Keeping up with fashion

case study Sri Lankan garment manufacturing giant, Brandix, embarked on a full scale ERP implementation to keep up with the fast-changing demands of customers.

case study The fashion industry is a fast-paced and demanding one, as Brandix's Lalith Withana will tell you.

The Sri Lankan garment manufacturer's executive vice president spoke to ZDNet Asia on the company's recently-implemented ERP (enterprise resource planning) and CRM (customer relationship management) system.

Brandix, which counts U.S. retailers Victoria's Secret and GAP as clients, operates three mills in Sri Lanka and employs 25,000 people. While it was relying on an internally-developed ERP system, the pressure to keep up with changing orders and customer demands, for insight into the manufacturing process forced the company to look to a broader IT implementation.

Withana explained: "The internal ERP system we had before was a set of piecemeal modules, all very disjoined from one another. Customers wanted connectivity to our [manufacturing] status, and we had to keep up with demands like overnight changes on the cutting floor."

The garment manufacturing industry is seeing turnaround times shrink from over 30 days to a single day, he said. "Where the customer is demanding fast turnarounds, your planning modules have to change and be much smarter.

"A small mistake can be very costly because we produce in high volumes, so your [IT system] has to be flexible to accommodate changes and manage the process."

The multitude of variables that can be changed in garment manufacturing means processes have to be agile yet accurate, said Withana.

Additionally, customers demanded "total transparency" into Brandix's processes, prompting the company's decision to implement a Lawson ERP/CRM offering.

Made to order
Withana said the company explored ERP giants SAP and Oracle as options before signing on with Lawson, but senior management "fell in love" with the latter's offering because they felt it was more inline with the fashion industry.

The offerings from SAP and Oracle were "made to wear" and did not offer as high a degree of flexibility as Lawson's, he said. "The fashion business has different needs for an ERP system; every order is different from the next...Lawson also had a planning tool, which the others did not have," Withana added.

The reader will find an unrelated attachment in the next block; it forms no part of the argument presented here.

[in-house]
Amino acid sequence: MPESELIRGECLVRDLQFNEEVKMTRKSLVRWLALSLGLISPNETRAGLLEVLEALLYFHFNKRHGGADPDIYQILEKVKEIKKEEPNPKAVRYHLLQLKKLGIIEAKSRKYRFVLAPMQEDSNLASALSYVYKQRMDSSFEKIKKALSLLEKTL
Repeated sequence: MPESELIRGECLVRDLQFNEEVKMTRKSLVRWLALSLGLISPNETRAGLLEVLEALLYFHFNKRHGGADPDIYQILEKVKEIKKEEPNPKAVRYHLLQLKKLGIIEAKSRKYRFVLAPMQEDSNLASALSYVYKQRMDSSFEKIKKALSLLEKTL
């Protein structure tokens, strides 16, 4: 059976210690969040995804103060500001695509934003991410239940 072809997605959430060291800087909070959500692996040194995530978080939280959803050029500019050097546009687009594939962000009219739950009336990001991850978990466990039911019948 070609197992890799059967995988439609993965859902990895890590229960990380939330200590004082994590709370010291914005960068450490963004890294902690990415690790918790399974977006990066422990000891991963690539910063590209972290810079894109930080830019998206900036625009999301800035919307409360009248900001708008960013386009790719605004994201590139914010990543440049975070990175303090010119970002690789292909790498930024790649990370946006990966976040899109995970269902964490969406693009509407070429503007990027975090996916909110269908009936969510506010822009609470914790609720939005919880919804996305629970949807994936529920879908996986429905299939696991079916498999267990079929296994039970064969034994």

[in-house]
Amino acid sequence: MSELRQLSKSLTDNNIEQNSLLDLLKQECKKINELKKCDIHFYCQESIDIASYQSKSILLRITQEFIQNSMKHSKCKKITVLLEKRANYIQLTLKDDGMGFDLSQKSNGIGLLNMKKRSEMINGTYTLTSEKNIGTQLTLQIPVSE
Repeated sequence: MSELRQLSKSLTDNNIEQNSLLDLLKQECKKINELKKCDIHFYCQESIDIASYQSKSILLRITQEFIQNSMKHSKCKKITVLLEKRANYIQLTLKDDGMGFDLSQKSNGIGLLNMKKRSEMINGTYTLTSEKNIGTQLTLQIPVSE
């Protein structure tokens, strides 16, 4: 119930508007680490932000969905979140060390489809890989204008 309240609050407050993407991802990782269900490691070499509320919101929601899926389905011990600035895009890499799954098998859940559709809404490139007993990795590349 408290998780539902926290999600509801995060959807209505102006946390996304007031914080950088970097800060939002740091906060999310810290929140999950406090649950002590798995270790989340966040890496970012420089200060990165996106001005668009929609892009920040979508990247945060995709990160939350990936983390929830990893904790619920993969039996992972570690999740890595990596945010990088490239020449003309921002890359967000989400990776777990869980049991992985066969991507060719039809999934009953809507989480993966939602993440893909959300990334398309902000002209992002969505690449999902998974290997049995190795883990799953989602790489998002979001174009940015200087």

The cost of the solution was not as much of a deciding factor, he said. "It's very expensive [embarking] on an ERP project, no matter [which vendor]. But you can justify it if you are a big company."

Brandix first went live with the Lawson M3 Finance Management Suite in April 2007, but decided after to consolidate other assets and customer records into the system for efficiency.

The largest roadblocks the project faced in the second phase were in getting buy-in from the line managers, Withana said. While the initial phase was "pushed very fast", the IT department was instructed to "go slow" with the second operations phase, "even if it cost extra", because senior management wanted the operations managers to embrace the new system.

Furthermore, the project faced a six- to seven month delay on the second phase as the financial department deliberated on embarking on the consolidation project, Withana said.

The new system is due to go live in April next year, following staff training this month.

Withana expects a 200 percent boost in productivity from the new consolidated ERP/CRM project, based on Brandix's earlier experience with the finance management suite.

"In the fashion industry, you can't compete just on price and quality anymore--that is standard. Keeping up with the competition requires a system.

"You don't realize this till it hits you, that you need a good system whether you like it or not," he said.

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